by Rhys Bowen
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From the creator of the much-loved Constable Evan Evans mysteries comes a colorful new series set in turn-of-the-century New York City. When spirited redhead Molly Murphy was growing up a peasant on the coast of Ireland she always imagined there was something more in store for her. She couldn't have known how right she was until the day she became a murderer, albeit in self-defense. Under drastic circumstances, Molly is forced to strike out into a new world. With the police right behind her, Molly's only chance at escape is a false identity and a steamship that will take her far, far away: to America.
When her ship sails into New York Harbor, with the majestic figure of the Statue of Liberty providing comfort and inspiration, Molly is sure her whole life is in front of her. But she's got one last hurdle to clear: Ellis Island. She is just one among thousands of immigrants on the tiny island, awaiting their fate with anxiety and hope. Unfortunately for Molly, before she is able to leave the island a man is brutally murdered, his throat cut from ear to ear, and coincidence and fate make her a suspect in a crime she didn't commit. Under a cloud of suspicion, and due largely to a growing mutual attraction between Molly and the handsome police captain in charge of the case, she is allowed to leave Ellis Island for Manhattan. Unfortunately, she's got a mission she couldn't have anticipated: clear her own name of murder. Alone in a new country with no one to lean on, Molly hits the vibrant streets of New York intent on finding out what really happened. After all, if she can't, she'll be sent back to Ireland, where the dreaded gallows await.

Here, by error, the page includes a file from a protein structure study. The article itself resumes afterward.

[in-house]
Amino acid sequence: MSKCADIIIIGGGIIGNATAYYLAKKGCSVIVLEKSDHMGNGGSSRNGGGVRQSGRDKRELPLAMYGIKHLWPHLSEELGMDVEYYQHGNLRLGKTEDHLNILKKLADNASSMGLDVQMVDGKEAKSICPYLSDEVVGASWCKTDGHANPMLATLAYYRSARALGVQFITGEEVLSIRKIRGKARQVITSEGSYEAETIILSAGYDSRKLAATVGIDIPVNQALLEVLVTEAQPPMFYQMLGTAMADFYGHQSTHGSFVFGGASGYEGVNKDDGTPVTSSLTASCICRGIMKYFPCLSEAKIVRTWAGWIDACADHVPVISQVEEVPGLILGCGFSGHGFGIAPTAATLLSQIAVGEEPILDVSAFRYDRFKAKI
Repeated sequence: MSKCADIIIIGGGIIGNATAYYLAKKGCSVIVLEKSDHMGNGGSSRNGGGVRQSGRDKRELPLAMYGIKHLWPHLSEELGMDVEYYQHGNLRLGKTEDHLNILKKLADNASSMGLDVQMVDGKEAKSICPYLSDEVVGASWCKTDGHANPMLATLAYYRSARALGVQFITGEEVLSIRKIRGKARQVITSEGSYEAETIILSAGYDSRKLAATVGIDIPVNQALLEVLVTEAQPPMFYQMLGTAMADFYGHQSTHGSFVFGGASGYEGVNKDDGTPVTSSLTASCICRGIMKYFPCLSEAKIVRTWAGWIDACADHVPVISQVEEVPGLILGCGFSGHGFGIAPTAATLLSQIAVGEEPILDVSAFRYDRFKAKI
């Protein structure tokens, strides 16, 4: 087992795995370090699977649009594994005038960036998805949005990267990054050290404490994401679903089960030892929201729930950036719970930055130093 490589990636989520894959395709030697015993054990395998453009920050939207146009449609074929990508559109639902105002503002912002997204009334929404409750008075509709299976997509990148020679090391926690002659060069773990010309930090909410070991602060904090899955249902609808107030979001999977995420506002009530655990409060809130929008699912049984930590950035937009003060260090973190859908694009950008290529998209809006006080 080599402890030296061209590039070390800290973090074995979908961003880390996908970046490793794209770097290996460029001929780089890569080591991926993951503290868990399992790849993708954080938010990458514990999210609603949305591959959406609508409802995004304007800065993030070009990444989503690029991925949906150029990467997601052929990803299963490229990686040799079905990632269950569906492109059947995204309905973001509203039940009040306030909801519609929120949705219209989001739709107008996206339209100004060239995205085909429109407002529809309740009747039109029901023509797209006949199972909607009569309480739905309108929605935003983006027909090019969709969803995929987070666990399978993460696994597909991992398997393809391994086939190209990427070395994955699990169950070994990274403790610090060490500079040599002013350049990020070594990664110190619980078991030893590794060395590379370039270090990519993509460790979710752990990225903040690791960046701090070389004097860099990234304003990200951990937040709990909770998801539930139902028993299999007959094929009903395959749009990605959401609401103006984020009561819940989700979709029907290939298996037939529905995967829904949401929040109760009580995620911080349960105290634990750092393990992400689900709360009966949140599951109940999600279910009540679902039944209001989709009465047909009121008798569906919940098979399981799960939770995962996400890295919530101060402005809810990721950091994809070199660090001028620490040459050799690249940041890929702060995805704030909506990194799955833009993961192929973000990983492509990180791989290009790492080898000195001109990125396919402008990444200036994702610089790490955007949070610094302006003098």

With the sweeping skyline of 19th century New York and the gritty, pulsating underworld of recently arrived immigrants forming a vivid backdrop, Rhys Bowen transports readers back in time to America's not-so-distant past. Murphy's Law is a fascinating look at our immigrant history as well as an intensely absorbing page-turner.
- St. Martin's Press, April 2007
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